“This was one of the most challenging weekends of my racing career. It was tough racing in the hot and humid conditions with not having done any of my usual physical training since the end of June. My elbow was probably about 80 percent recovered from the surgery, and I had to be very careful about how hard I was pushing my BMW. I’m delighted to be leaving Atlanta in a better position in both class standings than where we started the weekend. My team of mechanic Alex Torres and crew chief Steve Weir were at their best this weekend, and I wouldn’t have gotten the results I did without their hard work. Though we were dealing with some mechanical issues with our BMW S 1000 RR, I think our ability to get good finishes with a motorcycle and rider that are less than 100 percent really speaks to how strong the 2020 BMW package is. I want to thank Mark Buche for working so quickly to get the team what it needs to repair our bike, and I’m looking forward to racing in front of my friends and family from upstate New York, as Pittsburgh is the closest event to my hometown of Rochester, New York.”
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Travis Wyman’s broken left elbow won’t be fully healed by the time this weekend’s MotoAmerica Superbikes at Atlanta round kicks off on Friday, but the Las Vegas rider is excited to be racing his team’s 2020 BMW S 1000 RR at the Road Atlanta circuit.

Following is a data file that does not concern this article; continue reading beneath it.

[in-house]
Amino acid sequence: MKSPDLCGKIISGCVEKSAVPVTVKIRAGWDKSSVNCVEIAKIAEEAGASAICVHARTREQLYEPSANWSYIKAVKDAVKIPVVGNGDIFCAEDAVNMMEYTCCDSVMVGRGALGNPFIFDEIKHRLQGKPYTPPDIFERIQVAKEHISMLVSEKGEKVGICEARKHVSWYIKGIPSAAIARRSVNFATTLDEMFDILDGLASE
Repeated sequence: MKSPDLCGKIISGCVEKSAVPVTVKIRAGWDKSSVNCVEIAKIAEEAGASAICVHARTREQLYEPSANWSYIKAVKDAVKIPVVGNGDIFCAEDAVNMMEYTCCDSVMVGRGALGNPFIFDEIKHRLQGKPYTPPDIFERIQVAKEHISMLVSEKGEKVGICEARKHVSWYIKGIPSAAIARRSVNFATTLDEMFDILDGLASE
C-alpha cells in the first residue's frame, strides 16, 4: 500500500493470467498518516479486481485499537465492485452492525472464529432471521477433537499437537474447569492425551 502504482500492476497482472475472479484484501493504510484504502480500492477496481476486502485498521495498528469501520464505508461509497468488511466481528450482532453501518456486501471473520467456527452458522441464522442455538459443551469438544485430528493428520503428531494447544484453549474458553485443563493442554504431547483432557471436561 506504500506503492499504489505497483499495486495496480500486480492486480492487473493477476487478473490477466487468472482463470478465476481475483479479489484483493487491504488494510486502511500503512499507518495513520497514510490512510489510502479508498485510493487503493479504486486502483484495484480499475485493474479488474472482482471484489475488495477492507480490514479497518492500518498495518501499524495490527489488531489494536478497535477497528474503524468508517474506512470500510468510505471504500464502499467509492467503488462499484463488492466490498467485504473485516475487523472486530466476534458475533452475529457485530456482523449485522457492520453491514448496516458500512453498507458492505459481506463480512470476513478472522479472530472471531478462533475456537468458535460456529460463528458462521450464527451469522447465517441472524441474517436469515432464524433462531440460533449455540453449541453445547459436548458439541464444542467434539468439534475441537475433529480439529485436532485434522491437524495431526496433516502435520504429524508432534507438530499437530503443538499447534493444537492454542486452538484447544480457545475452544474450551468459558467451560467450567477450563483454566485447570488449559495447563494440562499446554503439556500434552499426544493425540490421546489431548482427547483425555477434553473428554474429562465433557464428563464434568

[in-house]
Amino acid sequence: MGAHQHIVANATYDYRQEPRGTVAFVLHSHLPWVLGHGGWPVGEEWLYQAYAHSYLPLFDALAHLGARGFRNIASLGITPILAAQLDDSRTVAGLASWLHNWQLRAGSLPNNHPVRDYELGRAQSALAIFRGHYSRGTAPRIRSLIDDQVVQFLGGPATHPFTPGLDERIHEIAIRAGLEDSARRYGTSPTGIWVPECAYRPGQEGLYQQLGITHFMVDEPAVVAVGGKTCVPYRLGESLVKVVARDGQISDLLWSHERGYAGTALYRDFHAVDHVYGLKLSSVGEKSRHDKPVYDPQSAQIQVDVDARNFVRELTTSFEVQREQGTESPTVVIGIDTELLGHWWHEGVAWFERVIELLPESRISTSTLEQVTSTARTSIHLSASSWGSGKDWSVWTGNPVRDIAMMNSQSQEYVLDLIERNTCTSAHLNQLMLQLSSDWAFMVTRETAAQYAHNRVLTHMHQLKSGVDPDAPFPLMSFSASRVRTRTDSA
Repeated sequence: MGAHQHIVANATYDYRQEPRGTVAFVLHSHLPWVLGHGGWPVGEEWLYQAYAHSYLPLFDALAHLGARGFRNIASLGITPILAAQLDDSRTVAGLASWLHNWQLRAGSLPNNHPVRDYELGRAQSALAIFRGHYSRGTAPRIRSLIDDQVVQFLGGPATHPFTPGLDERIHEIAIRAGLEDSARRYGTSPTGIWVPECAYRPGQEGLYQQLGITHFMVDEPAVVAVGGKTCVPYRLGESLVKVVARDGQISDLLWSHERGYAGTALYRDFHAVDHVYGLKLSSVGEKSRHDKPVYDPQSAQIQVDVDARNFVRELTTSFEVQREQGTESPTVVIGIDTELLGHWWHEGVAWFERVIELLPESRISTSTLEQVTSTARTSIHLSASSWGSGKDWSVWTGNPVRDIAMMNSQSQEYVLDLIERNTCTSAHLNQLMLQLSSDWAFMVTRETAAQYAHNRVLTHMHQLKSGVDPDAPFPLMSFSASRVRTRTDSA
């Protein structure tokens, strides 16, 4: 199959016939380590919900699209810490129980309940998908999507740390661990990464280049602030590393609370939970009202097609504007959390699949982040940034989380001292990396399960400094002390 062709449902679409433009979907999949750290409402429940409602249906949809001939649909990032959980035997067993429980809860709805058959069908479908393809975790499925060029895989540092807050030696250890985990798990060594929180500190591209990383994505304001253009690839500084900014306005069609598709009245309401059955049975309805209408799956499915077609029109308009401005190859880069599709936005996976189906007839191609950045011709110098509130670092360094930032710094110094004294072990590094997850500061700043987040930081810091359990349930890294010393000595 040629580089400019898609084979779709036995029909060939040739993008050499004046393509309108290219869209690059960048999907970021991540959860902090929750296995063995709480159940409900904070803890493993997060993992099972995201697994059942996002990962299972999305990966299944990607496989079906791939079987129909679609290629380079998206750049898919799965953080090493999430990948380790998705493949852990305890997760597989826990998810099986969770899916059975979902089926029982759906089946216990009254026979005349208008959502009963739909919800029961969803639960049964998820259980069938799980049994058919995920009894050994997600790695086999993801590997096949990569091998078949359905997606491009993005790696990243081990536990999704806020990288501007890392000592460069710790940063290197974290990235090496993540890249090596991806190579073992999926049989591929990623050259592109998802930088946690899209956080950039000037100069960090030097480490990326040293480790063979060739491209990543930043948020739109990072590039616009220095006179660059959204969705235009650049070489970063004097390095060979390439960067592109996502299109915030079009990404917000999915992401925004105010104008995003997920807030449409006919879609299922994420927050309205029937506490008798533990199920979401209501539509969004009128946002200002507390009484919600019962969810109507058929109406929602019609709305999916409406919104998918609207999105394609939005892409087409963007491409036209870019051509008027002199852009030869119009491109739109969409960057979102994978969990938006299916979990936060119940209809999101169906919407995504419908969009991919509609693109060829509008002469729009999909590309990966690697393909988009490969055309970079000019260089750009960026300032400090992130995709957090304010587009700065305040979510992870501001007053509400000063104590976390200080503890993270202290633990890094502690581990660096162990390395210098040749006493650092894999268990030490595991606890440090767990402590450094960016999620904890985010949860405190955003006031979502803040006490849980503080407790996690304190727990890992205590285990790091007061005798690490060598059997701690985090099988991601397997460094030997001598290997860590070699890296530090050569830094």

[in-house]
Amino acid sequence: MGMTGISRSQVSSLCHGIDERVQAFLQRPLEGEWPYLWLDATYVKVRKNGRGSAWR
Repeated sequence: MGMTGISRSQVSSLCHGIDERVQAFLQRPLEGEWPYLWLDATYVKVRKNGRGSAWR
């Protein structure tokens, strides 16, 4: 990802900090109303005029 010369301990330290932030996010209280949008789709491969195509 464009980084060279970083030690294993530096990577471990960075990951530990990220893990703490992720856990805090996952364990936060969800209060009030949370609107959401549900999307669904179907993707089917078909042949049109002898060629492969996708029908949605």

Wyman is still recovering from the broken elbow he sustained in a mountain bike crash just days before the most recent MotoAmerica round at Road America on June 26-28. Though the surgery to reattach the broken-off piece of bone in his left elbow was successful, Wyman is still working through the six-to-eight-week recovery period for the injury. He is scheduled to race the team’s BMW S 1000 RR four times at the 2.550-mile, Braselton, Georgia, track, including two Stock 1000 Class races and two Superbike Class races as part of the MotoAmerica Superbike Cup program.
Road Atlanta has been the scene of two of Wyman’s five professional road racing victories, including his win in the first-ever MotoAmerica Stock 1000 race in 2018.
“I’m still dealing with a lot of stiffness in my elbow, but I owe it to my sponsors, team and fans to get out on track this weekend and get as many points as I can,” Wyman said. “Road Atlanta is a special place for me because of how much success I’ve had there. If I’m going to have to race injured somewhere, I’d rather do it at a track I know well and have been successful on. It’s going to be a tough weekend with four races on my plate, but I learned a lot about how to race with this injury at Road America 2. Hopefully starting the weekend with that knowledge will help us score podium finishes or better in the Stock 1000 races and top-10s in the Superbike races.”